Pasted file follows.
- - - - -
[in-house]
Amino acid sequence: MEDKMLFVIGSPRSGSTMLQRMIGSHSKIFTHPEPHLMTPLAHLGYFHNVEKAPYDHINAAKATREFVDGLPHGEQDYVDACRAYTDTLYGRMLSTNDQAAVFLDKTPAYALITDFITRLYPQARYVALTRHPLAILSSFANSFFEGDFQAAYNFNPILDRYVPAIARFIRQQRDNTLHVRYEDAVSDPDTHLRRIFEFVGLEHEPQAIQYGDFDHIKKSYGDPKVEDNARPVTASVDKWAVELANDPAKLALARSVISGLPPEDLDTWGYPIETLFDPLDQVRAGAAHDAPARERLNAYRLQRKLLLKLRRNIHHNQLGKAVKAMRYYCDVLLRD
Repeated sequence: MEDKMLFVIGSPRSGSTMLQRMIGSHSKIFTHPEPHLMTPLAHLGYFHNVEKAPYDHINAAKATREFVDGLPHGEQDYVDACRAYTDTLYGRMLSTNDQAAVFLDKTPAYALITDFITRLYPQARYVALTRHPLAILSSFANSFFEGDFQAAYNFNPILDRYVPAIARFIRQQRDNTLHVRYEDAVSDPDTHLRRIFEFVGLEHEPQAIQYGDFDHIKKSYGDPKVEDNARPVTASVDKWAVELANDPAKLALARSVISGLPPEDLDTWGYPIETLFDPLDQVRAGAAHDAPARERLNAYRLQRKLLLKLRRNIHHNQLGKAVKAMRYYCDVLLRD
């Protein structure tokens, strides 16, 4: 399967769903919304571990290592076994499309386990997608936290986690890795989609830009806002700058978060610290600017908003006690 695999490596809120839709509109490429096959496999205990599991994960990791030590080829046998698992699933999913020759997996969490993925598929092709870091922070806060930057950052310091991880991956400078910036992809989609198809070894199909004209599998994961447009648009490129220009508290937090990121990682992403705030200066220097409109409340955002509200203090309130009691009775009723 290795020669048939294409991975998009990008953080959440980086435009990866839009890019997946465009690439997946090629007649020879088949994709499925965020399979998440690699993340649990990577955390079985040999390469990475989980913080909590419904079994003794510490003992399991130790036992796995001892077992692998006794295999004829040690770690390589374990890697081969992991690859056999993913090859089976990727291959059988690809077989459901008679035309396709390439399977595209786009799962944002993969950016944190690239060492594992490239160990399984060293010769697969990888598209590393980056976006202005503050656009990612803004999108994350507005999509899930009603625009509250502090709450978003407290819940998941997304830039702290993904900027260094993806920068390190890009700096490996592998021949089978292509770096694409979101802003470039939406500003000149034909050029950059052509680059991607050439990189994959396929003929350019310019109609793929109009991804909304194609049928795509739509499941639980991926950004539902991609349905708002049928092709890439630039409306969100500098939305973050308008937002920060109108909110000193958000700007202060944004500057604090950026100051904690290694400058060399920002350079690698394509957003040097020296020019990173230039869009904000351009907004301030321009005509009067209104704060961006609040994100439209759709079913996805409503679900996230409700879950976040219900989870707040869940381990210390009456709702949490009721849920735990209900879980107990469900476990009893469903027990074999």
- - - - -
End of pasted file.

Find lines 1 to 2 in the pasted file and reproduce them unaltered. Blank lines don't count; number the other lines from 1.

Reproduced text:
[in-house]
Amino acid sequence: MEDKMLFVIGSPRSGSTMLQRMIGSHSKIFTHPEPHLMTPLAHLGYFHNVEKAPYDHINAAKATREFVDGLPHGEQDYVDACRAYTDTLYGRMLSTNDQAAVFLDKTPAYALITDFITRLYPQARYVALTRHPLAILSSFANSFFEGDFQAAYNFNPILDRYVPAIARFIRQQRDNTLHVRYEDAVSDPDTHLRRIFEFVGLEHEPQAIQYGDFDHIKKSYGDPKVEDNARPVTASVDKWAVELANDPAKLALARSVISGLPPEDLDTWGYPIETLFDPLDQVRAGAAHDAPARERLNAYRLQRKLLLKLRRNIHHNQLGKAVKAMRYYCDVLLRD